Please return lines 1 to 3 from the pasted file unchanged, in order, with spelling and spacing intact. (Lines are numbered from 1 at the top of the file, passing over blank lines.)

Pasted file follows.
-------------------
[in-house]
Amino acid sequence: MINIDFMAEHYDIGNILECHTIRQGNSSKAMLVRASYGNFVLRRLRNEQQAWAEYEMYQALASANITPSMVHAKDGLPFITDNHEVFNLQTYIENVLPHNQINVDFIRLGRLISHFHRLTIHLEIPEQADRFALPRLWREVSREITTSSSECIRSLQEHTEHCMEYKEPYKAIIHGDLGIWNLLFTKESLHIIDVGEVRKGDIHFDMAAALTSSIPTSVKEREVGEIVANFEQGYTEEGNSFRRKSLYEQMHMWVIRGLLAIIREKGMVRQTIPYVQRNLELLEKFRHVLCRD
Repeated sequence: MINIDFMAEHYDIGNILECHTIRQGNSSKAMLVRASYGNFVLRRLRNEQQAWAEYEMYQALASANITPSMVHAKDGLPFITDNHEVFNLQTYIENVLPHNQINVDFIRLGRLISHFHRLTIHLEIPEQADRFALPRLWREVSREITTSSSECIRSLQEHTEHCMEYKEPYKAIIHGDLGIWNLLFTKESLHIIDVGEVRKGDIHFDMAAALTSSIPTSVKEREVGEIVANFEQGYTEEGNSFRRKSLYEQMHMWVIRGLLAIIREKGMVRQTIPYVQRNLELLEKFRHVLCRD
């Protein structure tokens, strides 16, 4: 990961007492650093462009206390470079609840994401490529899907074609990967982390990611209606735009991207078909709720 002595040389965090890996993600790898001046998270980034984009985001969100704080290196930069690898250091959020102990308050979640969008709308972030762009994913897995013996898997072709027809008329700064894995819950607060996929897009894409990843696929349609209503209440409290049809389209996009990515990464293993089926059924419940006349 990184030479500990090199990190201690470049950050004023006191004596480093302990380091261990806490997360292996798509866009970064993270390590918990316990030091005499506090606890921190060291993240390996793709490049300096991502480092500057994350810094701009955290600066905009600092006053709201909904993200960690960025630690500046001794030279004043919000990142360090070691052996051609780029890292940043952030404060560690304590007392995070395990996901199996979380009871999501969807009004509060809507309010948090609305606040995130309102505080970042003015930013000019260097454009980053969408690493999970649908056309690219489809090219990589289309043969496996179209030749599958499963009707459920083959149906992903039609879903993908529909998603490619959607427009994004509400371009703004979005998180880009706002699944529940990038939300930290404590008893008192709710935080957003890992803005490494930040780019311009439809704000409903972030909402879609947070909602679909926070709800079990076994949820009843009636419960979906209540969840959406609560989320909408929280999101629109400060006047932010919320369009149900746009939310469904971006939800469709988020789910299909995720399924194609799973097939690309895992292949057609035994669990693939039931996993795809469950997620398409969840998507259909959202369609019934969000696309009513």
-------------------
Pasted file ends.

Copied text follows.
[in-house]
Amino acid sequence: MINIDFMAEHYDIGNILECHTIRQGNSSKAMLVRASYGNFVLRRLRNEQQAWAEYEMYQALASANITPSMVHAKDGLPFITDNHEVFNLQTYIENVLPHNQINVDFIRLGRLISHFHRLTIHLEIPEQADRFALPRLWREVSREITTSSSECIRSLQEHTEHCMEYKEPYKAIIHGDLGIWNLLFTKESLHIIDVGEVRKGDIHFDMAAALTSSIPTSVKEREVGEIVANFEQGYTEEGNSFRRKSLYEQMHMWVIRGLLAIIREKGMVRQTIPYVQRNLELLEKFRHVLCRD
Repeated sequence: MINIDFMAEHYDIGNILECHTIRQGNSSKAMLVRASYGNFVLRRLRNEQQAWAEYEMYQALASANITPSMVHAKDGLPFITDNHEVFNLQTYIENVLPHNQINVDFIRLGRLISHFHRLTIHLEIPEQADRFALPRLWREVSREITTSSSECIRSLQEHTEHCMEYKEPYKAIIHGDLGIWNLLFTKESLHIIDVGEVRKGDIHFDMAAALTSSIPTSVKEREVGEIVANFEQGYTEEGNSFRRKSLYEQMHMWVIRGLLAIIREKGMVRQTIPYVQRNLELLEKFRHVLCRD